Chronic sinusitis is nearly universal in humans with cystic fibrosis (CF) and is accompanied by sinus hypoplasia (small sinuses). However, whether impaired sinus development is a primary feature of loss of the cystic fibrosis transmembrane conductance regulator (CFTR) or a secondary consequence of chronic infection remains unknown. Our objective was to study the early pathogenesis of sinus disease in CF.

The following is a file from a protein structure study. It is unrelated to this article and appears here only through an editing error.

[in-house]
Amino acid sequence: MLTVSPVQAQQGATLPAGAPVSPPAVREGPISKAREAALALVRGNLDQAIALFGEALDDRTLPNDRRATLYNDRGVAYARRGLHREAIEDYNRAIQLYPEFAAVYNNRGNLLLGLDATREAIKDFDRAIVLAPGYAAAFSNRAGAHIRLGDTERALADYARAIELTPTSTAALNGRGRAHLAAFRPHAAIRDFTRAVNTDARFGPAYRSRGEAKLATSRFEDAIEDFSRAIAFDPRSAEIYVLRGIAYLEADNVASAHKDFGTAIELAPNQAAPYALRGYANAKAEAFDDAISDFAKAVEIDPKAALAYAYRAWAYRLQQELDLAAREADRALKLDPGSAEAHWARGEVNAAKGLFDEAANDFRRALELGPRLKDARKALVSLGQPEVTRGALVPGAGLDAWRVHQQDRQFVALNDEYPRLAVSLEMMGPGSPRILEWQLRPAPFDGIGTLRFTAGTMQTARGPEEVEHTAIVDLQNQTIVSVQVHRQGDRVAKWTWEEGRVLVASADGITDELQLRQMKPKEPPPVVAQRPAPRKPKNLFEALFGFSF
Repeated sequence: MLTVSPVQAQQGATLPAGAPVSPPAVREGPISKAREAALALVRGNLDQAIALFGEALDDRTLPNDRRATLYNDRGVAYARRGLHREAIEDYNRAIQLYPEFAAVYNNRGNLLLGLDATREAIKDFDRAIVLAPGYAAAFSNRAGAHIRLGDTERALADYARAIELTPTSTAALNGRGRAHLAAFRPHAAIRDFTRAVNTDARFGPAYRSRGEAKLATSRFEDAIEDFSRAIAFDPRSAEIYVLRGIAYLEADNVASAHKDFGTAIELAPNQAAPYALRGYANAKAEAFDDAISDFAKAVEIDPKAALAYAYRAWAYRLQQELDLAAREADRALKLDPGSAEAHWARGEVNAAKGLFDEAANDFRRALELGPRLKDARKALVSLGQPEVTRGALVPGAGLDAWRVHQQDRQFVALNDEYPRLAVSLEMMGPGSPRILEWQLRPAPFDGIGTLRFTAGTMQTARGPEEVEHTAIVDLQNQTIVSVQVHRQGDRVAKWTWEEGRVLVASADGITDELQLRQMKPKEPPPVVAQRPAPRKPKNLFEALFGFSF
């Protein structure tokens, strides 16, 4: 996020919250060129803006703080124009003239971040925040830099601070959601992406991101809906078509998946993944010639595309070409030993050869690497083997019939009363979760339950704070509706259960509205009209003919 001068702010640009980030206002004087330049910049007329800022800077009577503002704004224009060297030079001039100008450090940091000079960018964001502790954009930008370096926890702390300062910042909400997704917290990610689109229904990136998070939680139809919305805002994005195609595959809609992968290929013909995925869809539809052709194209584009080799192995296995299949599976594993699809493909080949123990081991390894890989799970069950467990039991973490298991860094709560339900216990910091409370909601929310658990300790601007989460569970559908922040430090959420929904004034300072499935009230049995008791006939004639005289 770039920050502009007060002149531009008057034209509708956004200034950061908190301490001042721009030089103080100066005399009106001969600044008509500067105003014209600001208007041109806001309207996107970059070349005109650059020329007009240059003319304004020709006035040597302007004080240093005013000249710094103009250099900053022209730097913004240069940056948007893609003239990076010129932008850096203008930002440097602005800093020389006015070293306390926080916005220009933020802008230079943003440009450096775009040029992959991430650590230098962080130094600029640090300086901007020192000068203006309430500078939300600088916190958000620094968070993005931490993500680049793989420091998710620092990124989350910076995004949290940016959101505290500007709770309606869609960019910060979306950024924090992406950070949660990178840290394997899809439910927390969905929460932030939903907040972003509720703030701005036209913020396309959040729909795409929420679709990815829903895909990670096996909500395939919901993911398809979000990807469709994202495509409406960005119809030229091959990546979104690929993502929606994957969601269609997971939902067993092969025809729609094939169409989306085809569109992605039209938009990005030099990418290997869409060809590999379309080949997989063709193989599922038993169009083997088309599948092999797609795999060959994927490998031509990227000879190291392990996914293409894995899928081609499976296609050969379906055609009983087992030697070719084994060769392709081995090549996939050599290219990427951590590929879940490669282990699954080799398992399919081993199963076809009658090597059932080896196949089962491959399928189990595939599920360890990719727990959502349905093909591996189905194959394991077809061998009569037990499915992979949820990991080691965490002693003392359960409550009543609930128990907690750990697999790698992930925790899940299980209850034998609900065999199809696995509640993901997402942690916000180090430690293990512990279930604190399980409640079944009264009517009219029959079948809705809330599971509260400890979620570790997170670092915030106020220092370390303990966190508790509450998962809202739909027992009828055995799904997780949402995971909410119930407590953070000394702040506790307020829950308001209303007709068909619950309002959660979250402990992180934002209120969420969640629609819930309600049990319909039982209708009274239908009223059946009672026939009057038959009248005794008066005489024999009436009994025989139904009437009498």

Animal/basic science research.
Sinus development was studied in a porcine CF model.
Porcine sinus epithelia expressed CFTR and exhibited transepithelial anion transport. Disruption of the CFTR gene eliminated both. Sinuses of newborn CF pigs were not infected and showed no evidence of inflammation, yet were hypoplastic at birth. Older CF pigs spontaneously developed sinus disease similar to that seen in humans with CF.
These results define a role for CFTR in sinus development and suggest the potential of the CF pig as a genetic model of CF-sinus disease in which to test therapeutic strategies to minimize sinus-related CF morbidity.